Talk:Creative Commons unplugged/Remix and compatibility

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Contents

Thread titleRepliesLast modified
Suggest moving symbols in "Test your license remix knowledge"200:19, 23 January 2012
Understanding what a copy is320:42, 23 January 2011
Standard for abbreviated license: CC BY-SA or CC-BY-SA200:57, 20 January 2011
Refresher on license symbols108:59, 19 January 2011

Suggest moving symbols in "Test your license remix knowledge"

As the remix game is now on the following page, I think it makes sense to move the symbols in the "Test your license..." section to the beginning of the remix game page, and to delete the "Test your knowledge" section.

The alternative is to revise the wording to indicate that the "test" is on the next page.

Thoughts?

Alison

ASnieckus (talk)18:50, 21 January 2012

I think the former ie moving the Test your license section to the next page is the better solution.

Mackiwg (talk)09:50, 22 January 2012

Yes, the former is better. I made the revision.

Alison

ASnieckus (talk)00:19, 23 January 2012
 
 

Understanding what a copy is

In the first sentence of the second paragraph in the section "Defining derivative works", I'm confused by the use of the term "copy":

"Under general copyright law, format shifting from one medium to another is considered a copy and therefore a derivative work."

Given what I've learned so far on this page, the use of the term copy relates to exact, verbatim copy. I'm wondering if this sentence might be more clear if we said "format shifting...is not considered an exact, verbatim copy...."

Just a heads up to a sentence that I found difficult to understand.

Alison

ASnieckus (talk)01:19, 19 January 2011

mmm I see the problem -- a tough one to explain clearly (hence all the legal debates on what constitutes a derivative work.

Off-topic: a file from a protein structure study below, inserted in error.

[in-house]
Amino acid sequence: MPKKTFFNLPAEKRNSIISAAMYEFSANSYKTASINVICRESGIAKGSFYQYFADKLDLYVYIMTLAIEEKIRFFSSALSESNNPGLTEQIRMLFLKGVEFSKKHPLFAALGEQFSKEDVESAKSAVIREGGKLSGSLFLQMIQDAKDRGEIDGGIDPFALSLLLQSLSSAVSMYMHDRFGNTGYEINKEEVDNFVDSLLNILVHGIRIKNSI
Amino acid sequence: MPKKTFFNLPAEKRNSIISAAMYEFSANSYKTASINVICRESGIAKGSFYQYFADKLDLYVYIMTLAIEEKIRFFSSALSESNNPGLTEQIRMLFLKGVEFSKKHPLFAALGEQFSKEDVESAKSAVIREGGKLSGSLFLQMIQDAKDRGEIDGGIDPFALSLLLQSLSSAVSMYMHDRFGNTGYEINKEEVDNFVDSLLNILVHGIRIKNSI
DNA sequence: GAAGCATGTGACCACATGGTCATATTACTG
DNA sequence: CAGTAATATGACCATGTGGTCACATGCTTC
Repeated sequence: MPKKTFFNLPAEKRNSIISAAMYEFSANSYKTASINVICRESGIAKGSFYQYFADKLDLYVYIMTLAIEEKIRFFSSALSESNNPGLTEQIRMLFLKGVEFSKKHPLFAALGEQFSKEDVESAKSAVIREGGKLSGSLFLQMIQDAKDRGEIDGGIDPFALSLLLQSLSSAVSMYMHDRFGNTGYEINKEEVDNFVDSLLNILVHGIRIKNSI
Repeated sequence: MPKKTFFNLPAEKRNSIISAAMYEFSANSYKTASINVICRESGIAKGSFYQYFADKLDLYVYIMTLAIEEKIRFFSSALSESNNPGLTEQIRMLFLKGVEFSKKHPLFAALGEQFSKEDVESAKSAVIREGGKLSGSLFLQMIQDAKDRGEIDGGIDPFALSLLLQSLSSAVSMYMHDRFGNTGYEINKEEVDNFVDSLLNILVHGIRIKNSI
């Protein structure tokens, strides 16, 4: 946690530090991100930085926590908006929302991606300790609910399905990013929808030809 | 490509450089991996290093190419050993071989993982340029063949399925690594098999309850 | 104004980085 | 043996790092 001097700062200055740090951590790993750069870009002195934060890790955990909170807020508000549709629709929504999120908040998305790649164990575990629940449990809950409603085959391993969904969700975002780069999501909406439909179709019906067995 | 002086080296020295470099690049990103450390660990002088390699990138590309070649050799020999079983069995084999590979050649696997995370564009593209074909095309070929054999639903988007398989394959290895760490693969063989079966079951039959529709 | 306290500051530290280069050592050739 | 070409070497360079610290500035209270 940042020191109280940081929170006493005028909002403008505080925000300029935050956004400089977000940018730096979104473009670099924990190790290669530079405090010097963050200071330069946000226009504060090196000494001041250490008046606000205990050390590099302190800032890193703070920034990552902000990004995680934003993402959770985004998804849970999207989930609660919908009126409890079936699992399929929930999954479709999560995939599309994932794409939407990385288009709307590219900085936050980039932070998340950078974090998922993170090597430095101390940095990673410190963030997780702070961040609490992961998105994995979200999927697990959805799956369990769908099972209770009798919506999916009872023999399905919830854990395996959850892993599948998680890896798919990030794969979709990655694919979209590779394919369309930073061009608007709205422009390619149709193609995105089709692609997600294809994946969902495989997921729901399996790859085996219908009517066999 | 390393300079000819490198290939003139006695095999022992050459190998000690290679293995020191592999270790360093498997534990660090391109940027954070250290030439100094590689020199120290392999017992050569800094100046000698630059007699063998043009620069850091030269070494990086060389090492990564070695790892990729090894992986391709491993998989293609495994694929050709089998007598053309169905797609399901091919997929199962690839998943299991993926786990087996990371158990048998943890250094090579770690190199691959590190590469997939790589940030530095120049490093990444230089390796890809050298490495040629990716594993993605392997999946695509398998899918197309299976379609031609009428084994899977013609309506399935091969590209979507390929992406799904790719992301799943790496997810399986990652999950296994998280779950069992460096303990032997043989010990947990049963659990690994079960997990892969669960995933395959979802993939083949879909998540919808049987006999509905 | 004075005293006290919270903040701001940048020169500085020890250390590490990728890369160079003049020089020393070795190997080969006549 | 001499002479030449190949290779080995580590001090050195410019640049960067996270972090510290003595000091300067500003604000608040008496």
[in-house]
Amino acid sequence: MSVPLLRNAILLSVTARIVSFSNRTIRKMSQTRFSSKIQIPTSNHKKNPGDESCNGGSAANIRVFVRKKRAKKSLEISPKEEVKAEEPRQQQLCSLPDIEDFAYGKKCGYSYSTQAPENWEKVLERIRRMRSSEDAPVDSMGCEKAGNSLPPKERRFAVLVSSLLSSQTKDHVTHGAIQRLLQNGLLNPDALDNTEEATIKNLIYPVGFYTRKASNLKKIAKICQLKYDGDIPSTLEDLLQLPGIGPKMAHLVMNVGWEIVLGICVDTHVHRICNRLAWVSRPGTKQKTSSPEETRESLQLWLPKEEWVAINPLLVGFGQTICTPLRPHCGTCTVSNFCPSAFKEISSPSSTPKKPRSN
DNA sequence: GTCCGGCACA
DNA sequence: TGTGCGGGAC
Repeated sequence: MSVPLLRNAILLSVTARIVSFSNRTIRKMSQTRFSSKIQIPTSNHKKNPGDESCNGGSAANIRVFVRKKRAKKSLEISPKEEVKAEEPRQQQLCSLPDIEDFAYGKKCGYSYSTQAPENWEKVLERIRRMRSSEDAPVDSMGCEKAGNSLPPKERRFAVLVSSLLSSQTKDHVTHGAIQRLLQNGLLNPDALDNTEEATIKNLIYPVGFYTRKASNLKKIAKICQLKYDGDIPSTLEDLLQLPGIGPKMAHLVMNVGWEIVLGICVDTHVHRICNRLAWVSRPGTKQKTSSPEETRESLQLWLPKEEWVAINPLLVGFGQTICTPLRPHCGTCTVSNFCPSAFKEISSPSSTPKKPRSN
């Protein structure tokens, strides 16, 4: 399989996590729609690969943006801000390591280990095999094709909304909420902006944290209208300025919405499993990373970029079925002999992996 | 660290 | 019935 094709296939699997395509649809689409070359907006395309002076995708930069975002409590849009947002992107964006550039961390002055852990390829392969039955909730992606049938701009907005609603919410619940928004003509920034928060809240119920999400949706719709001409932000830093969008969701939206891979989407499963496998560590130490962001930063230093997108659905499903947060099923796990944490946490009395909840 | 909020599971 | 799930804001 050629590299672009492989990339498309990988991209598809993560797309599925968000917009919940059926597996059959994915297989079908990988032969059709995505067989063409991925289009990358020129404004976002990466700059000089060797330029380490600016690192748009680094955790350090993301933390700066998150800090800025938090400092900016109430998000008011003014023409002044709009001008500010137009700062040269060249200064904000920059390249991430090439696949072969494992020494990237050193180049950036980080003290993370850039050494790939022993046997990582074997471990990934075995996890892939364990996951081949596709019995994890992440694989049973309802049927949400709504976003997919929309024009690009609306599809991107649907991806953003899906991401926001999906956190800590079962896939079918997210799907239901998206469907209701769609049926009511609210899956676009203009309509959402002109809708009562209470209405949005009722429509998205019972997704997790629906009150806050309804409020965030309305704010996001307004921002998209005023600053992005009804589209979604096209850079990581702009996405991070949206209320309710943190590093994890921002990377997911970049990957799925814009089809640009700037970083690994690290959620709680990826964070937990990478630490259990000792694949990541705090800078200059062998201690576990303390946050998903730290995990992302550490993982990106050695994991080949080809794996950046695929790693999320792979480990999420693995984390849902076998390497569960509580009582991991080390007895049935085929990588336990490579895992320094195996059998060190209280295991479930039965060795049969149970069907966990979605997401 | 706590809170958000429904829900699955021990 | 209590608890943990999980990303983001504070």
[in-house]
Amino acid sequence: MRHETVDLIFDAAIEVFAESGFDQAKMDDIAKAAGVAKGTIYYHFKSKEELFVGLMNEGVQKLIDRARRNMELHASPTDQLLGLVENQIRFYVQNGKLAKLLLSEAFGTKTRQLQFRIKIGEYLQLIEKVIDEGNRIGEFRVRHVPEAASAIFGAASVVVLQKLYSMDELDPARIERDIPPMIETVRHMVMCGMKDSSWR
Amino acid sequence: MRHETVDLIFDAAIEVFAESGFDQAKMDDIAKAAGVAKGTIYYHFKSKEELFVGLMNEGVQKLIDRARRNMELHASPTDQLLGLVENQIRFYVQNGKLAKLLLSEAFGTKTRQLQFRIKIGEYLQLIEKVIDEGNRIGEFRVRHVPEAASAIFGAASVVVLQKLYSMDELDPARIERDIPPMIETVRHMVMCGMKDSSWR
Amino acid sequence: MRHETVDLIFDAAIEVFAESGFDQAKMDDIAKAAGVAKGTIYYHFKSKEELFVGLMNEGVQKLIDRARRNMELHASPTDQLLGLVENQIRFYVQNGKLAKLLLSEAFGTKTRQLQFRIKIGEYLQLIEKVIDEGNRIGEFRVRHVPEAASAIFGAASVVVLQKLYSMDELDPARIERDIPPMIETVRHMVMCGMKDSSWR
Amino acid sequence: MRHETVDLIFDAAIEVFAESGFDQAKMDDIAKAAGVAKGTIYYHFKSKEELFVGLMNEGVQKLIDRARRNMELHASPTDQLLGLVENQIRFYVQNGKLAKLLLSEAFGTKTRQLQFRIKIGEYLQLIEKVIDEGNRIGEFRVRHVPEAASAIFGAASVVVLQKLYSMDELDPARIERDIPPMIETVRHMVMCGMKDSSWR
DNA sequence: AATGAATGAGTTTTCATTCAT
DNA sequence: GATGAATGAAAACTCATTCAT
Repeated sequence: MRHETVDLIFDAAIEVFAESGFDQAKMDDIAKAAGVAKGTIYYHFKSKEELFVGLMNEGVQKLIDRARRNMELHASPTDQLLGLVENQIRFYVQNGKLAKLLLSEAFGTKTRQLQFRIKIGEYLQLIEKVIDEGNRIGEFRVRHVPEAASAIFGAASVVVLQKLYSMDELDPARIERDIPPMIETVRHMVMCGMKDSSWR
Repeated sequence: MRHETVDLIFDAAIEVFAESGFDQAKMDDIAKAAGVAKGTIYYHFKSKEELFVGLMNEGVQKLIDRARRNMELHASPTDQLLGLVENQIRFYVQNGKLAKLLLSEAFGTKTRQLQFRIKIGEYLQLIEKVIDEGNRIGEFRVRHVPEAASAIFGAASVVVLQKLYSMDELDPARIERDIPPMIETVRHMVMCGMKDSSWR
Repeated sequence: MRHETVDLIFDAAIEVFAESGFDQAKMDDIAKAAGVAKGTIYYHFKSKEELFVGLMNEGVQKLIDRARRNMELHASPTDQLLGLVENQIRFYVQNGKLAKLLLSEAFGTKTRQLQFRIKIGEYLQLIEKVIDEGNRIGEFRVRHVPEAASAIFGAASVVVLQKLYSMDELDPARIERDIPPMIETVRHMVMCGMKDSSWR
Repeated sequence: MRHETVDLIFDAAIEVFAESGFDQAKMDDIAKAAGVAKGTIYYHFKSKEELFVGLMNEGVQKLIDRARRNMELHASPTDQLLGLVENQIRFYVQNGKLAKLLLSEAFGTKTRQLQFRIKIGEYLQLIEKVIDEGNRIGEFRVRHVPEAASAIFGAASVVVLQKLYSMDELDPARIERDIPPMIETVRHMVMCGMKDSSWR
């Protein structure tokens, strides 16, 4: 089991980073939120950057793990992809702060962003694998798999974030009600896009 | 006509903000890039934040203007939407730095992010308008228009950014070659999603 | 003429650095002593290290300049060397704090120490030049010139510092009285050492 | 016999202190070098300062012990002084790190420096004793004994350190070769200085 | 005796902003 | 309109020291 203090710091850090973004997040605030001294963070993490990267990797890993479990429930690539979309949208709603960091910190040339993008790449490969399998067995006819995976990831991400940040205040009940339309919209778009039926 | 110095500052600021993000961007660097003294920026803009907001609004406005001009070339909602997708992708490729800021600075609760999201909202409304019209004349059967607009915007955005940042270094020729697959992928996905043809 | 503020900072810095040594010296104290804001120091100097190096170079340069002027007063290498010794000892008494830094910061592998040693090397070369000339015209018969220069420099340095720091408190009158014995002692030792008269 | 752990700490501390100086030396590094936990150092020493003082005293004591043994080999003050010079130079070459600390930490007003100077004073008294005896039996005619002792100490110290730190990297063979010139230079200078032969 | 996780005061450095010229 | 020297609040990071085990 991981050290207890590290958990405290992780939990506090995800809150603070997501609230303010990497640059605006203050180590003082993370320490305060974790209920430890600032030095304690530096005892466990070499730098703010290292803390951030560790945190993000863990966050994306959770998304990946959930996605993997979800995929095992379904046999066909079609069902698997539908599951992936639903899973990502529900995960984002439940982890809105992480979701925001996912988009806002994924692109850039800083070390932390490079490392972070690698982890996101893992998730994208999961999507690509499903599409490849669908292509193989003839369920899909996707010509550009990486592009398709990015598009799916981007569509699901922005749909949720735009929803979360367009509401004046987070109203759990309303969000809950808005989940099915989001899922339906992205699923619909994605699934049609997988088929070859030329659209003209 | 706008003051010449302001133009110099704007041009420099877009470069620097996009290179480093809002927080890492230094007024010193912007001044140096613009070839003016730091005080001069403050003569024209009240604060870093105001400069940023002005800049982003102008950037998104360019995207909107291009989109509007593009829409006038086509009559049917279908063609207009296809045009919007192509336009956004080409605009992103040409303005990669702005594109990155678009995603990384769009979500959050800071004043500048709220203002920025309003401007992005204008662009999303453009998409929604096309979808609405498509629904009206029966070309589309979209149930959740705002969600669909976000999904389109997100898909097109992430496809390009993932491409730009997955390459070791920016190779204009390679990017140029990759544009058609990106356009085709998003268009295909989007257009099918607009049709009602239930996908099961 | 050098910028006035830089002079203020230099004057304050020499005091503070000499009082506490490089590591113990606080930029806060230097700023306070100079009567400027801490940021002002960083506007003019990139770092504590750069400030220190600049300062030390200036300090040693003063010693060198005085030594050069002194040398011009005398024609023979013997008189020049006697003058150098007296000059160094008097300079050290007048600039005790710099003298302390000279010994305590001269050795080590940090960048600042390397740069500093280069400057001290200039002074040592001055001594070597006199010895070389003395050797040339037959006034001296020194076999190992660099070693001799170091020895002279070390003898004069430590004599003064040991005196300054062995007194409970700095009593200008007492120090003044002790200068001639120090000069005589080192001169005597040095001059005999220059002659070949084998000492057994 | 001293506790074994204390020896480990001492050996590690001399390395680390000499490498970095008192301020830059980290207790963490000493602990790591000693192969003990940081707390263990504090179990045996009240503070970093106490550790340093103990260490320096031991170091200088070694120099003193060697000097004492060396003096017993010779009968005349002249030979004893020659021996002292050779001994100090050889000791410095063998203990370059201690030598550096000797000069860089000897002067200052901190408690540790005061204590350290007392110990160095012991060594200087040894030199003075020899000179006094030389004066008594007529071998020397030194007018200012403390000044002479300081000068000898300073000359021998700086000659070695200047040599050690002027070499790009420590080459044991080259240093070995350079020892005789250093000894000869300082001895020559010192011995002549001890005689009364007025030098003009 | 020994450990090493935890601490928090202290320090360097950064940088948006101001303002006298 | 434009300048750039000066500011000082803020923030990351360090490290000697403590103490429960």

A digital copy is a "verbatim" copy and prohibited under copyright law (because its a copy :-)

So legally we must keep the sentence ""Under general copyright law, format shifting from one medium to another is considered a copy."

So I suggest deleting "and therefore a derivative work." from the original sentence.

Should we add an example of format shifting after this sentence:

"For instance, if you have a digital image in jpeg format, converting the same image to another format, for example, the gif file format, that would be a copy and not permitted under general copyright law.

Mackiwg (talk)03:11, 19 January 2011

I think I'm starting to understand what this paragraph is about. I don't think I got it before. I made a few changes, incorporating your suggestions as well as other wording, to improve the explanation. See what you think.

Actually, now that I "think" I understand it, this seems to be a big point--the idea that CC allows copies, to some extent for all of the licenses even when the license includes ND.

Alison

ASnieckus (talk)01:19, 20 January 2011

Hi Alison,

Yip -- that's the point. CC licenses permit format shifting (which is not allowed under standard copyright.)

Glad you picked this up -- I suspect other readers may have been confused with the original wording. Much better now.

Mackiwg (talk)20:42, 23 January 2011
 
 
 

Standard for abbreviated license: CC BY-SA or CC-BY-SA